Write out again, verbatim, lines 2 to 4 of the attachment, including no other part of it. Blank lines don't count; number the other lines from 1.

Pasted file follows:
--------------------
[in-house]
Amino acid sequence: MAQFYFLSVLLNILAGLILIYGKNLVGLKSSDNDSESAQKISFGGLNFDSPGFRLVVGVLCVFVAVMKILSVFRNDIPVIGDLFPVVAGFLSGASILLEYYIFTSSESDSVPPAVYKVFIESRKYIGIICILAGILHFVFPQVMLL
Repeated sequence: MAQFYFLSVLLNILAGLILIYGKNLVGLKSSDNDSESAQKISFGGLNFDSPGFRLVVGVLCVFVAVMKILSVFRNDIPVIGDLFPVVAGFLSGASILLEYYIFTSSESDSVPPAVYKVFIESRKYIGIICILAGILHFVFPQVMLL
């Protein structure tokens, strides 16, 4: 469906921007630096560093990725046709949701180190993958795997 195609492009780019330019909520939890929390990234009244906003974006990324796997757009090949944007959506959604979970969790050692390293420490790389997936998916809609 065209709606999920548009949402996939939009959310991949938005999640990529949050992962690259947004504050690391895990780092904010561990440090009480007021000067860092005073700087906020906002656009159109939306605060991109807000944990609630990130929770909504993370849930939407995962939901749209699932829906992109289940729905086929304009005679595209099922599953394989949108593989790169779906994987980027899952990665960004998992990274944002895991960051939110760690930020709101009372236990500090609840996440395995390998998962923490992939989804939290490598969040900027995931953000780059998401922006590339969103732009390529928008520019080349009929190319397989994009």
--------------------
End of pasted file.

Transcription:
Amino acid sequence: MAQFYFLSVLLNILAGLILIYGKNLVGLKSSDNDSESAQKISFGGLNFDSPGFRLVVGVLCVFVAVMKILSVFRNDIPVIGDLFPVVAGFLSGASILLEYYIFTSSESDSVPPAVYKVFIESRKYIGIICILAGILHFVFPQVMLL
Repeated sequence: MAQFYFLSVLLNILAGLILIYGKNLVGLKSSDNDSESAQKISFGGLNFDSPGFRLVVGVLCVFVAVMKILSVFRNDIPVIGDLFPVVAGFLSGASILLEYYIFTSSESDSVPPAVYKVFIESRKYIGIICILAGILHFVFPQVMLL
């Protein structure tokens, strides 16, 4: 469906921007630096560093990725046709949701180190993958795997 195609492009780019330019909520939890929390990234009244906003974006990324796997757009090949944007959506959604979970969790050692390293420490790389997936998916809609 065209709606999920548009949402996939939009959310991949938005999640990529949050992962690259947004504050690391895990780092904010561990440090009480007021000067860092005073700087906020906002656009159109939306605060991109807000944990609630990130929770909504993370849930939407995962939901749209699932829906992109289940729905086929304009005679595209099922599953394989949108593989790169779906994987980027899952990665960004998992990274944002895991960051939110760690930020709101009372236990500090609840996440395995390998998962923490992939989804939290490598969040900027995931953000780059998401922006590339969103732009390529928008520019080349009929190319397989994009």